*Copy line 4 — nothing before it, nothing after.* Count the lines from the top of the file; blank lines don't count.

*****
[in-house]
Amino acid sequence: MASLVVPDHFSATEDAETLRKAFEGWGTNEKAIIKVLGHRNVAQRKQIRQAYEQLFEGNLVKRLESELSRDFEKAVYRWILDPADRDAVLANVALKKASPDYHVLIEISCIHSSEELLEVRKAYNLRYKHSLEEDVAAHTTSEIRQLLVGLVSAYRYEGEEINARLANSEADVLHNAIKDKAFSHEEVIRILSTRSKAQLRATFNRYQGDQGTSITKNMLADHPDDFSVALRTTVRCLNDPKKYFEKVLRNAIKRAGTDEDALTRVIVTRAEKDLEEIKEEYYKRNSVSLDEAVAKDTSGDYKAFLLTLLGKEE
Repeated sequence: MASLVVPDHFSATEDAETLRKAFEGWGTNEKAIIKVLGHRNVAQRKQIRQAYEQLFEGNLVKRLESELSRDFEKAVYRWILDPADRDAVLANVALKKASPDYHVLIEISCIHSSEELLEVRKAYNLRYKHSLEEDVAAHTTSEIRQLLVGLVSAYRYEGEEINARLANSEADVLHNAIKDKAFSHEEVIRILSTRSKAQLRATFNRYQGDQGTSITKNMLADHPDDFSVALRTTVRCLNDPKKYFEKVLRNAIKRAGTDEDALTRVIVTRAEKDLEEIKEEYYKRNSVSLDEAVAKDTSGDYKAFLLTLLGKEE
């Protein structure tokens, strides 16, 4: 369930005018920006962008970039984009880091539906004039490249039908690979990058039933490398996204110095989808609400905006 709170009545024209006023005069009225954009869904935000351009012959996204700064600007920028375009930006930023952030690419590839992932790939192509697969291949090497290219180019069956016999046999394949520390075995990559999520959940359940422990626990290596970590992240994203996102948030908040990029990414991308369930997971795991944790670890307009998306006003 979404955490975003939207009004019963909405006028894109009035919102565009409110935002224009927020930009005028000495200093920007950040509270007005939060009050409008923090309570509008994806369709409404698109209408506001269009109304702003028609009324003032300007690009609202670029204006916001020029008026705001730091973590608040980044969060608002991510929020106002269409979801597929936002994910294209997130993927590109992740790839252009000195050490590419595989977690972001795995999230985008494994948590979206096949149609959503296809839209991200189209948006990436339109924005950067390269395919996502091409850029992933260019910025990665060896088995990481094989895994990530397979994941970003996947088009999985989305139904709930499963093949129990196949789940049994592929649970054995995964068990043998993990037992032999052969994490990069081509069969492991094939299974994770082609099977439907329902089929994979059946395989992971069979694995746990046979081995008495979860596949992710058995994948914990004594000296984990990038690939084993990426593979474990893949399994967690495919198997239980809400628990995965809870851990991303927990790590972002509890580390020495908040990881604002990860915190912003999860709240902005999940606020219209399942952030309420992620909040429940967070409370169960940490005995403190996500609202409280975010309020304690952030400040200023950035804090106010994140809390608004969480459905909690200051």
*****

């Protein structure tokens, strides 16, 4: 369930005018920006962008970039984009880091539906004039490249039908690979990058039933490398996204110095989808609400905006 709170009545024209006023005069009225954009869904935000351009012959996204700064600007920028375009930006930023952030690419590839992932790939192509697969291949090497290219180019069956016999046999394949520390075995990559999520959940359940422990626990290596970590992240994203996102948030908040990029990414991308369930997971795991944790670890307009998306006003 979404955490975003939207009004019963909405006028894109009035919102565009409110935002224009927020930009005028000495200093920007950040509270007005939060009050409008923090309570509008994806369709409404698109209408506001269009109304702003028609009324003032300007690009609202670029204006916001020029008026705001730091973590608040980044969060608002991510929020106002269409979801597929936002994910294209997130993927590109992740790839252009000195050490590419595989977690972001795995999230985008494994948590979206096949149609959503296809839209991200189209948006990436339109924005950067390269395919996502091409850029992933260019910025990665060896088995990481094989895994990530397979994941970003996947088009999985989305139904709930499963093949129990196949789940049994592929649970054995995964068990043998993990037992032999052969994490990069081509069969492991094939299974994770082609099977439907329902089929994979059946395989992971069979694995746990046979081995008495979860596949992710058995994948914990004594000296984990990038690939084993990426593979474990893949399994967690495919198997239980809400628990995965809870851990991303927990790590972002509890580390020495908040990881604002990860915190912003999860709240902005999940606020219209399942952030309420992620909040429940967070409370169960940490005995403190996500609202409280975010309020304690952030400040200023950035804090106010994140809390608004969480459905909690200051």